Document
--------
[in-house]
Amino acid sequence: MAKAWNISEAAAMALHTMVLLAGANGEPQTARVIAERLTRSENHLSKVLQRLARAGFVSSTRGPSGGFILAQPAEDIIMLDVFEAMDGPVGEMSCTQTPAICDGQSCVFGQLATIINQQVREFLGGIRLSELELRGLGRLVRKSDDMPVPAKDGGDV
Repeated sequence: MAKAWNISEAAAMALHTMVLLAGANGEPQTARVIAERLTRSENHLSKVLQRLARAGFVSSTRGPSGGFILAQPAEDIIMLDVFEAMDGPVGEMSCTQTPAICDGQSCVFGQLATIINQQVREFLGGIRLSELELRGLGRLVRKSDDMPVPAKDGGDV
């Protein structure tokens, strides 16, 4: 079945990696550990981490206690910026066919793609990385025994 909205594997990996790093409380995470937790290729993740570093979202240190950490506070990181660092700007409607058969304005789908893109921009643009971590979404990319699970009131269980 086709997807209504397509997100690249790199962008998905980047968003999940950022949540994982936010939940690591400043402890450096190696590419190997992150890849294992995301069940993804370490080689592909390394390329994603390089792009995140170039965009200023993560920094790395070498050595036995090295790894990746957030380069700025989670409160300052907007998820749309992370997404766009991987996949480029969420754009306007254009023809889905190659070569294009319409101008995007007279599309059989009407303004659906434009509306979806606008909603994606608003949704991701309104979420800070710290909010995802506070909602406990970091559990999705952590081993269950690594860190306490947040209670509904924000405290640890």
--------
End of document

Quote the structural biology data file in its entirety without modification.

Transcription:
[in-house]
Amino acid sequence: MAKAWNISEAAAMALHTMVLLAGANGEPQTARVIAERLTRSENHLSKVLQRLARAGFVSSTRGPSGGFILAQPAEDIIMLDVFEAMDGPVGEMSCTQTPAICDGQSCVFGQLATIINQQVREFLGGIRLSELELRGLGRLVRKSDDMPVPAKDGGDV
Repeated sequence: MAKAWNISEAAAMALHTMVLLAGANGEPQTARVIAERLTRSENHLSKVLQRLARAGFVSSTRGPSGGFILAQPAEDIIMLDVFEAMDGPVGEMSCTQTPAICDGQSCVFGQLATIINQQVREFLGGIRLSELELRGLGRLVRKSDDMPVPAKDGGDV
């Protein structure tokens, strides 16, 4: 079945990696550990981490206690910026066919793609990385025994 909205594997990996790093409380995470937790290729993740570093979202240190950490506070990181660092700007409607058969304005789908893109921009643009971590979404990319699970009131269980 086709997807209504397509997100690249790199962008998905980047968003999940950022949540994982936010939940690591400043402890450096190696590419190997992150890849294992995301069940993804370490080689592909390394390329994603390089792009995140170039965009200023993560920094790395070498050595036995090295790894990746957030380069700025989670409160300052907007998820749309992370997404766009991987996949480029969420754009306007254009023809889905190659070569294009319409101008995007007279599309059989009407303004659906434009509306979806606008909603994606608003949704991701309104979420800070710290909010995802506070909602406990970091559990999705952590081993269950690594860190306490947040209670509904924000405290640890």